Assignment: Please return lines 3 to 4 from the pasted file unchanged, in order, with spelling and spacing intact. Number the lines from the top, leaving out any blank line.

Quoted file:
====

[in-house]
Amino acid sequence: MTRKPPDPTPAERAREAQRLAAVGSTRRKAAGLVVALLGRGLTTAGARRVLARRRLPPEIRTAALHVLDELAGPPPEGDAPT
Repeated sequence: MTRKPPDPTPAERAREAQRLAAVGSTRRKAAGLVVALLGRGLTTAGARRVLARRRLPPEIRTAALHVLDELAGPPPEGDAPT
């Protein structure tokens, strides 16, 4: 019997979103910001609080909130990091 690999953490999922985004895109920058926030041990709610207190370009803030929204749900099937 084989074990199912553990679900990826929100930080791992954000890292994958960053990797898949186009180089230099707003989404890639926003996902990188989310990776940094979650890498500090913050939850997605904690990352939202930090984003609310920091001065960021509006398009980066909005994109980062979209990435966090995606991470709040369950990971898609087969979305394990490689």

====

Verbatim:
Repeated sequence: MTRKPPDPTPAERAREAQRLAAVGSTRRKAAGLVVALLGRGLTTAGARRVLARRRLPPEIRTAALHVLDELAGPPPEGDAPT
């Protein structure tokens, strides 16, 4: 019997979103910001609080909130990091 690999953490999922985004895109920058926030041990709610207190370009803030929204749900099937 084989074990199912553990679900990826929100930080791992954000890292994958960053990797898949186009180089230099707003989404890639926003996902990188989310990776940094979650890498500090913050939850997605904690990352939202930090984003609310920091001065960021509006398009980066909005994109980062979209990435966090995606991470709040369950990971898609087969979305394990490689």